Category: Foot Care
Tags: Blisters  
What To Do About BlistersEverything from wearing shoes that are a little too loose to increasing the number of miles you run can leave you dealing with painful blisters on your feet. Blisters can be quite a nuisance, making it difficult to move around, especially when wearing shoes. If you deal with blisters rather regularly here are some simple ways to treat the problem.
 
Keep the Blister Intact

If possible, try to keep the blister intact. Do not try to pop or drain a blister that hasn’t popped on its own. It’s important not to put pressure on the blister, so avoid any shoes that may be too tight. If you’re going to put on shoes, make sure to apply a bandage (some band-aids are designed specifically for covering blisters) to the area first.
 
Keep Popped Blisters Clean

If the blister popped on its own, clean it with warm water soap (do not use alcohol or hydrogen peroxide on the blister). Once the area is clean, apply an over-the-counter antibiotic cream to the area and apply a bandage over the blister. These simple steps can prevent an infection from occurring.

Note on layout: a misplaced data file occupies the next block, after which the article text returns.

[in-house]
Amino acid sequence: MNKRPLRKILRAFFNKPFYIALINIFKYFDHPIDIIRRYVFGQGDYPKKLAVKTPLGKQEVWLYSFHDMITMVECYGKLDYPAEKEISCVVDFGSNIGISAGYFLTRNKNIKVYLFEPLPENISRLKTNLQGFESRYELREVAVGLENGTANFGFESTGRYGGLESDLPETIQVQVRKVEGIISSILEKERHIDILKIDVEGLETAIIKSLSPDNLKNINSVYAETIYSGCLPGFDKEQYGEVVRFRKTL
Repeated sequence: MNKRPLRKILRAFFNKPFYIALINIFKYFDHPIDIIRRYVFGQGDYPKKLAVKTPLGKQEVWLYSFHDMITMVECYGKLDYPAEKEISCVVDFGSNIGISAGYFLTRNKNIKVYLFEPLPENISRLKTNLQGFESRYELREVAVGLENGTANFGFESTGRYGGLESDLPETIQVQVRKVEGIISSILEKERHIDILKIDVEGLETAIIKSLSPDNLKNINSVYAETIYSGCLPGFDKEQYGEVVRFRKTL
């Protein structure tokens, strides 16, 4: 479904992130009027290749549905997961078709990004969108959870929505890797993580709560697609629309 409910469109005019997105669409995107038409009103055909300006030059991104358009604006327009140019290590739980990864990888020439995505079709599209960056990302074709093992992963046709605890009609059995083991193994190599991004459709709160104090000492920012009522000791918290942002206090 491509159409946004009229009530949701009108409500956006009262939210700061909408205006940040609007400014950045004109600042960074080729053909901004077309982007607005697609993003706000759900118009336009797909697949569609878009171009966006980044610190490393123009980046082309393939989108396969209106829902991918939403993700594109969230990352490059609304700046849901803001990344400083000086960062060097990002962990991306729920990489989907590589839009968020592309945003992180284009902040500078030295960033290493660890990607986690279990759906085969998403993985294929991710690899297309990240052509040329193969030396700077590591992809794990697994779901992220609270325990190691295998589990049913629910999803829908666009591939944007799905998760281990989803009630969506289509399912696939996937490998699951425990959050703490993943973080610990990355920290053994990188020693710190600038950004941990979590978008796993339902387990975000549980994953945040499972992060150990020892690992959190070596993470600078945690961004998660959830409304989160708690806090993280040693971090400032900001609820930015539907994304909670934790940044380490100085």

Drain the Blister Yourself

You should only drain a blister if it’s very large, painful, or affects your ability to move. In this case, you should sterilize a needle with alcohol and then make a small hole in the blister to let it drain. You may need to carefully squeeze the blister to help it drain fully. Once the blister has drained, rinse out the area with soap and warm water before applying antibiotic cream to the area and placing a bandage over it.
 
Replace Bandages Daily

You mustn’t keep the same bandage on your blister day in and day out. You should check the blister every day to make sure it isn’t infected. You should clean the area daily with soap and water and then reapply another bandage.
 
Of course, if you have diabetes or nerve damage in your feet, you mustn't try to drain or treat the blister yourself. Even something as small as a blister could become infected or lead to serious complications. You should see your podiatrist right away for any blisters that develop on your feet.
 
If you develop signs of infection such as pus, increased redness, or swelling of the blister, you must see your podiatrist right away for treatment. While blisters aren’t usually a cause for concern in most healthy individuals, it’s also important that you practice good foot care to prevent blisters from happening.